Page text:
In 1789 in Sydney Cove, the remotest penal colony of the British Empire, a group of convicts and one of their captors unite to stage a play.
As felons, perjurers and whores rehearse, their playmaker becomes strangely seduced.
For the play's power is mirrored in the rich, varied life of this primitive land, and, not least, in the convict and actress, Mary Brenham.
Formidably good . . . strong, subtle, echoing and profound - The Sunday Times
A magnificent and moving documentary, a tribute to his roots - Mail on Sunday
He seizes with stunning effect on an event far more bizarre than any fiction - New Statesman
An excellent novel - Independent
The literary joy here has more to do with how individual each characterisation is, each one tuned to another note of Keneally's rich, strong prose - Kirkus Reviews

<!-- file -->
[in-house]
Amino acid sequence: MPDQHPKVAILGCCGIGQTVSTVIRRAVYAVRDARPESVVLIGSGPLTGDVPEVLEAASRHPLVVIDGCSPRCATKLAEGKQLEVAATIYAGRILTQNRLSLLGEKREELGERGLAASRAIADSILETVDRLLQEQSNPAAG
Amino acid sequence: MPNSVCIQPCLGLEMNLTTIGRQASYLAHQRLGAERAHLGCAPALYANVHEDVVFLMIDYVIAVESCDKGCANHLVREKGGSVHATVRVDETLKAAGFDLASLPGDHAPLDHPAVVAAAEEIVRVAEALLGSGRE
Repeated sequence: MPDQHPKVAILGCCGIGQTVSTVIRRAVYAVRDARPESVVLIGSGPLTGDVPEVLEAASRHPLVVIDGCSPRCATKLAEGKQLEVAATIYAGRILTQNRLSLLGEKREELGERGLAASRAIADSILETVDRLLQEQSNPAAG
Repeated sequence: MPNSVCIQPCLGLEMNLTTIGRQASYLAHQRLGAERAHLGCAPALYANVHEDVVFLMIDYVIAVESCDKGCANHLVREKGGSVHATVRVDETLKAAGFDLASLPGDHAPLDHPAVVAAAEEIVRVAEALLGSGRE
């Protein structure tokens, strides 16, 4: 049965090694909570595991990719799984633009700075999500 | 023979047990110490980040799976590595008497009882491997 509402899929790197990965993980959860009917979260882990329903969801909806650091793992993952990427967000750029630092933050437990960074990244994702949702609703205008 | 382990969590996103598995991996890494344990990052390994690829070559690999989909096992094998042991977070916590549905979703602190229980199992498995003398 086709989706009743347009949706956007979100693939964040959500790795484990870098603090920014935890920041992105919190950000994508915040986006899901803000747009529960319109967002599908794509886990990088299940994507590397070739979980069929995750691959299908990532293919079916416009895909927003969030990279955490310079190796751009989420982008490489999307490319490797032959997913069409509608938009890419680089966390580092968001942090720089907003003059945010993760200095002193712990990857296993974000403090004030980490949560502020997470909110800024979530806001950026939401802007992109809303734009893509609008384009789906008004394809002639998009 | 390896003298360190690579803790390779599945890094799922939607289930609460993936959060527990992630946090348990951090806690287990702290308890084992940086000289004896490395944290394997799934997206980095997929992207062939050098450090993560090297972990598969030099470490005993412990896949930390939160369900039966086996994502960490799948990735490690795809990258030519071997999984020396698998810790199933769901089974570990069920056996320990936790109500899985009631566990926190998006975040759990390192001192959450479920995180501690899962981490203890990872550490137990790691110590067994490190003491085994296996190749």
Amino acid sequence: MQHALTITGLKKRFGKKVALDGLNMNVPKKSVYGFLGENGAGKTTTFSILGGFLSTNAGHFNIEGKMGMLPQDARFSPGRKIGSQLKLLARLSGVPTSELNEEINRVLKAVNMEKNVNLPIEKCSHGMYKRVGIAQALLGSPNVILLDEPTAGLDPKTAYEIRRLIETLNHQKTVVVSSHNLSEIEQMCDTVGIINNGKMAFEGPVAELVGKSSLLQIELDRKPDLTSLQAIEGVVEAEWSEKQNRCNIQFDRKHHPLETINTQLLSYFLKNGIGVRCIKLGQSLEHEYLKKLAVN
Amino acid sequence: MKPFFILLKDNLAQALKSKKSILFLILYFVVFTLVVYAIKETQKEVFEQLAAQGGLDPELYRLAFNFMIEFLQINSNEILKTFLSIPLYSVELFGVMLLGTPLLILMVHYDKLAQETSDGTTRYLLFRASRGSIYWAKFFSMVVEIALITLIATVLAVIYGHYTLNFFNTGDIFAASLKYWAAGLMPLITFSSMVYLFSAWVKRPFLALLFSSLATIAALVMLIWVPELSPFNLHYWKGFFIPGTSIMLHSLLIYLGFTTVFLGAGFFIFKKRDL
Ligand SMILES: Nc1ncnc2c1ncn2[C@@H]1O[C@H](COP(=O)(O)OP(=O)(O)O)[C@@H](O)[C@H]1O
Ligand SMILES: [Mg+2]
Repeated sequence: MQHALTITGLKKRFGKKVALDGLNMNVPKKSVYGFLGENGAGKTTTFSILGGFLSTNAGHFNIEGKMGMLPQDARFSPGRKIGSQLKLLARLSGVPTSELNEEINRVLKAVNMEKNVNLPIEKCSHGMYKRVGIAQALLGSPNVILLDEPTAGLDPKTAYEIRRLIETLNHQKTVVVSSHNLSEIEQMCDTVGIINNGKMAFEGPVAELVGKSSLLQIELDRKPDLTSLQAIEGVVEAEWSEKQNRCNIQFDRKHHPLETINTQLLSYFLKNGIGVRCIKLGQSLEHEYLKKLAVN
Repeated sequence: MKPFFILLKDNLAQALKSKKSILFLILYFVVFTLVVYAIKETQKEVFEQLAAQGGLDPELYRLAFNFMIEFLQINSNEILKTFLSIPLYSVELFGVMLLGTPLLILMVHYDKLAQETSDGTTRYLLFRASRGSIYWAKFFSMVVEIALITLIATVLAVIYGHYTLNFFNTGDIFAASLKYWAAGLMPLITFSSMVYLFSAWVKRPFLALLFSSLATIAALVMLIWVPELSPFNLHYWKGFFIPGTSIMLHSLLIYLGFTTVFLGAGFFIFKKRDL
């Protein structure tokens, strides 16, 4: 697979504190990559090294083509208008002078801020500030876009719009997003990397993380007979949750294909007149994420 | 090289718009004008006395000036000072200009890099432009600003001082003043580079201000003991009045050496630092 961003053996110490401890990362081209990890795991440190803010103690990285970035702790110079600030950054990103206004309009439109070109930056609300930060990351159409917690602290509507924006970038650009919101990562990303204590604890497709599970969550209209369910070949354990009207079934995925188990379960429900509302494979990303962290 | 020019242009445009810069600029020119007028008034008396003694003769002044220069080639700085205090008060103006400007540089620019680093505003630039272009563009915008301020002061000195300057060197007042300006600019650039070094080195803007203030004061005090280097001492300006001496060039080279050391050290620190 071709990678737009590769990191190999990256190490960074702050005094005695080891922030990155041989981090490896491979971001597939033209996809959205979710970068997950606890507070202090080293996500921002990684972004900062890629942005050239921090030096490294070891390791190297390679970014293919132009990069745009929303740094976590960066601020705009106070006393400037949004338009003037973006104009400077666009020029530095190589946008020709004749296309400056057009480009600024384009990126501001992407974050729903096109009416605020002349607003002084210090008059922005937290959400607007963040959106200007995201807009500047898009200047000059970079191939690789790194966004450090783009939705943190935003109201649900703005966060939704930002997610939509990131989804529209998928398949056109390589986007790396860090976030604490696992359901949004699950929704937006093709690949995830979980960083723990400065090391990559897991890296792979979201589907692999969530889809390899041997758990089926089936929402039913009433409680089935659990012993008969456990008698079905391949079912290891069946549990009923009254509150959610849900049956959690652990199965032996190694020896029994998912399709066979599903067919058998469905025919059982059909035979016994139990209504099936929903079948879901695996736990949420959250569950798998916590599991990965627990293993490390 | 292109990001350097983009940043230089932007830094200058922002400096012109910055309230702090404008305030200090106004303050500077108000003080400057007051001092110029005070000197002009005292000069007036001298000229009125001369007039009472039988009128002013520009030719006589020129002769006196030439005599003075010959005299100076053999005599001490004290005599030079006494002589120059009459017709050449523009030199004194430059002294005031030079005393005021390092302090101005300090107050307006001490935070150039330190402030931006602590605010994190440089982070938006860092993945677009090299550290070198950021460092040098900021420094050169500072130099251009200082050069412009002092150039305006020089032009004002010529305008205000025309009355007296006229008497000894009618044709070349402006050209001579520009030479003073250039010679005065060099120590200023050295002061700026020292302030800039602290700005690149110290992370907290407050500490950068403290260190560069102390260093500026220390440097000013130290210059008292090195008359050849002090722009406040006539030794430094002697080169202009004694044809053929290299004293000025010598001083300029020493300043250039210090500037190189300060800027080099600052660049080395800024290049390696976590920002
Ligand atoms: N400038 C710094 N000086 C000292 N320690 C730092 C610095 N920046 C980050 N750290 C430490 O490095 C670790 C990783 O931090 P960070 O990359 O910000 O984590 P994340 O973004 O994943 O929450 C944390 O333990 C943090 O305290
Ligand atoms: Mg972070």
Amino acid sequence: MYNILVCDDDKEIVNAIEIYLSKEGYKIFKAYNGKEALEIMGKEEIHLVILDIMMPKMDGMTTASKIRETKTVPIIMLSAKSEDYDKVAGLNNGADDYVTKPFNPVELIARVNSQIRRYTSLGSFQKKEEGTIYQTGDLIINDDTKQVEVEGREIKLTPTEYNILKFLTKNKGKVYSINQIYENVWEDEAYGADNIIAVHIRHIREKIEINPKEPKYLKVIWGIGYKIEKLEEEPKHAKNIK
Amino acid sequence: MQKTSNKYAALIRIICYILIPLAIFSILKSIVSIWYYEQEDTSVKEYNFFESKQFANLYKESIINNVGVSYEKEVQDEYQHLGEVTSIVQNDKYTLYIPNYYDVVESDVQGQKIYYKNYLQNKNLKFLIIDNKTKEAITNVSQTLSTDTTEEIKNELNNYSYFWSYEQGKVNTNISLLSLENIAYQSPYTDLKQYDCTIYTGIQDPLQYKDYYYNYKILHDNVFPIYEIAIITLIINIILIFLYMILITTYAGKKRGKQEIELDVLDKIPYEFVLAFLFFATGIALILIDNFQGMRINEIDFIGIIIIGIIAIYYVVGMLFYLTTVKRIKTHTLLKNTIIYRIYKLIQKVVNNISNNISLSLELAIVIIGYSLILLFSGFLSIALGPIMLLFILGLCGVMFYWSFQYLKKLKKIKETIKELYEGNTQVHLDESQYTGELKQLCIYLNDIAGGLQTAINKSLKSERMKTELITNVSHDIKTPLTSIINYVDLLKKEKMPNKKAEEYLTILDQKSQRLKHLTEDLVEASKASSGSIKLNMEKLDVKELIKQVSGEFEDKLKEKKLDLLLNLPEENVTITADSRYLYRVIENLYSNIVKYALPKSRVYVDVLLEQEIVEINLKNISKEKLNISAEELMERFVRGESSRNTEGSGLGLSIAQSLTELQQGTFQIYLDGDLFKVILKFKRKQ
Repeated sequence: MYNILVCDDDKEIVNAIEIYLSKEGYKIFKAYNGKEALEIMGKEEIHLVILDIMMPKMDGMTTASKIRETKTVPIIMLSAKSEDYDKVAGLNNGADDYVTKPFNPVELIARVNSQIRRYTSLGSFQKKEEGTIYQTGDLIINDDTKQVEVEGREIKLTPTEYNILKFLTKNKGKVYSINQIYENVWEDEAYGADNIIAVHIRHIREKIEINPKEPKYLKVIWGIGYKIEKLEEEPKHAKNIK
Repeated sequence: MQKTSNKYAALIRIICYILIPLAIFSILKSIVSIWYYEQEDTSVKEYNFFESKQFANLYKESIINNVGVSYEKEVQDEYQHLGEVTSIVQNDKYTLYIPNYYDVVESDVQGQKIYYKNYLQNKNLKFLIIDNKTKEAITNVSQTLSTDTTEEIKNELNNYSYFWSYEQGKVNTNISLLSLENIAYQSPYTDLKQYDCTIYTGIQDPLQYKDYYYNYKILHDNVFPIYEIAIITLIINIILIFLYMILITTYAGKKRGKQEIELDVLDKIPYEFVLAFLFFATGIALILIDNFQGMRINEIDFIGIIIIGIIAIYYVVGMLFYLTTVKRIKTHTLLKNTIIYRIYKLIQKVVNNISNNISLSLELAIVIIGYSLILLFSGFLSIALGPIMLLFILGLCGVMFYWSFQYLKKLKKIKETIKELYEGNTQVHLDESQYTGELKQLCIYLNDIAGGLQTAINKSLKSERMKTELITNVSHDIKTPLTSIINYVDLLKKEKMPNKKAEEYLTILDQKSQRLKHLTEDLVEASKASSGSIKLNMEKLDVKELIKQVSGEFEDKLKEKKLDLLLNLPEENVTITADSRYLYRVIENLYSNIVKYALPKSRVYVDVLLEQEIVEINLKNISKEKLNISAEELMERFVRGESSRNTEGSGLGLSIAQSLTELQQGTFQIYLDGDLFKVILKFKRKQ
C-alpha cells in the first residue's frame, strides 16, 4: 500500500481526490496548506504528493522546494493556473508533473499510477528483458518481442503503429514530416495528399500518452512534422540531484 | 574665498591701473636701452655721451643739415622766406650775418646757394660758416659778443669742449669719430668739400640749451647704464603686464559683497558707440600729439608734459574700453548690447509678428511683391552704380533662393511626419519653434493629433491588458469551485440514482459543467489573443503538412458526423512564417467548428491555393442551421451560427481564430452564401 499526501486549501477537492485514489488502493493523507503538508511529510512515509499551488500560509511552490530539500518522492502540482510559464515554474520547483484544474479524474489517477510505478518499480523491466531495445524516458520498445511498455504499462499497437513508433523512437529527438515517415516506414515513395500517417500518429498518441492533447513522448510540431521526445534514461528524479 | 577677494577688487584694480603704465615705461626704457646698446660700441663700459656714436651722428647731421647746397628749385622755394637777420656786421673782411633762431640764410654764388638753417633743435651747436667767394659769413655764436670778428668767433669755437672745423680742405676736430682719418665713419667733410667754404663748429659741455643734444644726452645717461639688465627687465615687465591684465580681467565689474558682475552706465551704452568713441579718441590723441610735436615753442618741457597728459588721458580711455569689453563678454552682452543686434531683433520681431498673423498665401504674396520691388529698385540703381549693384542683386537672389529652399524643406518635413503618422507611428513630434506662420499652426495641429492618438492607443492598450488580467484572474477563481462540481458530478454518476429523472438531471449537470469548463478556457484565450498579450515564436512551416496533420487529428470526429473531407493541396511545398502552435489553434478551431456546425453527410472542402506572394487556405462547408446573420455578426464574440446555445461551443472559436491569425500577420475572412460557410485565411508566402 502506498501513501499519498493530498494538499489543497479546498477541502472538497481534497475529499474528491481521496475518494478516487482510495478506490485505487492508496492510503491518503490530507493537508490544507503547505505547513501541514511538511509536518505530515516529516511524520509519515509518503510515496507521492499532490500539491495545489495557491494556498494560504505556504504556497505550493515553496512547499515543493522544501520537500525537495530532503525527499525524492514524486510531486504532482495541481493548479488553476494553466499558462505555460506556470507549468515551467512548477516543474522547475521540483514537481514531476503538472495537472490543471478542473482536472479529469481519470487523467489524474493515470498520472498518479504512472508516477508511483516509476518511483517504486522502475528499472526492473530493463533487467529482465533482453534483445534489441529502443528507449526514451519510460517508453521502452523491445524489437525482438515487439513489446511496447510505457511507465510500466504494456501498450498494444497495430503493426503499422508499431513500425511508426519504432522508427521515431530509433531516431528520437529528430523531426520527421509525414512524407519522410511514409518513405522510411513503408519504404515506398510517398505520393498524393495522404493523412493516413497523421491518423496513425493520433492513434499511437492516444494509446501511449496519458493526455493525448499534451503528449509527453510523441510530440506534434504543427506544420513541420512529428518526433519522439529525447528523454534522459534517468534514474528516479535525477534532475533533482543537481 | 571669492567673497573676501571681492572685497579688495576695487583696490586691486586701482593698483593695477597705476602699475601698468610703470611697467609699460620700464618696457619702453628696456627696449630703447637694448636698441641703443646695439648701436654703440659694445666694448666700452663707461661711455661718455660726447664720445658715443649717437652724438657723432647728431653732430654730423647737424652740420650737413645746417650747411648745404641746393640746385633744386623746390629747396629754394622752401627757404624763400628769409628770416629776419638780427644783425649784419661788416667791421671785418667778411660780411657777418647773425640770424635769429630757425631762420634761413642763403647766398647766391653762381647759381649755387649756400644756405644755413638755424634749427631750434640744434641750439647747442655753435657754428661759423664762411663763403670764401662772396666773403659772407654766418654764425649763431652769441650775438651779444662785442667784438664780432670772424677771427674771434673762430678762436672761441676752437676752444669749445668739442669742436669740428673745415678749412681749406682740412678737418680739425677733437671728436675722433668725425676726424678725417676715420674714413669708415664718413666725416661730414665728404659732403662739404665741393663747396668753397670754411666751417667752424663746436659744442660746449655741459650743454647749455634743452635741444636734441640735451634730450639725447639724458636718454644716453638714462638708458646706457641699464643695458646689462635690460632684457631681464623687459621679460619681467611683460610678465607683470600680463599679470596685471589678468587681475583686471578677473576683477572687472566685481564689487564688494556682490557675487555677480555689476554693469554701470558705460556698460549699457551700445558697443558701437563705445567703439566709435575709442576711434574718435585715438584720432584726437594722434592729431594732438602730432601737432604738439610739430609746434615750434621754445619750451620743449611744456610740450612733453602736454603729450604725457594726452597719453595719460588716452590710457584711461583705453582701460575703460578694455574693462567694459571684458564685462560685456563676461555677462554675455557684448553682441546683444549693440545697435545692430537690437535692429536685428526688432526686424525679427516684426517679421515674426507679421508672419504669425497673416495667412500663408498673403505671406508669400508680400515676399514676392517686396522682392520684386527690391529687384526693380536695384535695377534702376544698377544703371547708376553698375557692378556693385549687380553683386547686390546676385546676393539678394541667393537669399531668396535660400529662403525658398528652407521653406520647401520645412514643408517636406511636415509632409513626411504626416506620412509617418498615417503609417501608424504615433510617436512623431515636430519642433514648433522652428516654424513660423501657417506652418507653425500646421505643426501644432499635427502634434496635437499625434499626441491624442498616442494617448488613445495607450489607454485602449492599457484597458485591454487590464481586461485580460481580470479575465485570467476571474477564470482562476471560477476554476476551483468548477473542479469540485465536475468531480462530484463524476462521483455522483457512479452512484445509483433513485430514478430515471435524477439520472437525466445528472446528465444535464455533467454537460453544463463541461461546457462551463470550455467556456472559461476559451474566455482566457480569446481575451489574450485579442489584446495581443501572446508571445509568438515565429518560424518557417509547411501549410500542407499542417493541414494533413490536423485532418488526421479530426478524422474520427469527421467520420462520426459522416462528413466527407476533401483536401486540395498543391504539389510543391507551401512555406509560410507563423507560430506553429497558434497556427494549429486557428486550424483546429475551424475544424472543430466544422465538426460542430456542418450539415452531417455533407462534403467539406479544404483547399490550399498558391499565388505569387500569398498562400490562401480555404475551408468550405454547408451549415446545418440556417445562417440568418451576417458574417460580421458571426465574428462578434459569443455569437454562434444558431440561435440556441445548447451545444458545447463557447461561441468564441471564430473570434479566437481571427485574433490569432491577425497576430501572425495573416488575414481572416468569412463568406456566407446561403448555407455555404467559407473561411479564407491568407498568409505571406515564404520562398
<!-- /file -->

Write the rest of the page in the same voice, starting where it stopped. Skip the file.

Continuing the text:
This is Mr Keneally at his best - Daily Telegraph
Punchy, highly intelligent - Financial Times
Mingles meticulous research with lucid characterisation - Daily Mail
Thomas Keneally began his writing career in 1964 and has published thirty-one novels since. They include Schindler's Ark, which won the Booker Prize in 1982 and was subsequently made into the film Schindler's List, and The Chant Of Jimmie Blacksmith, Confederates and Gossip From The Forest, each of which was shortlisted for the Booker Prize. His most recent novels are The Daughters Of Mars, which was shortlisted for the Walter Scott Prize in 2013, Shame and the Captives and Crimes of the Father. He has also written several works of non-fiction, including his memoir Homebush Boy, Searching for Schindler and Australians. He is married with two daughters and lives in Sydney.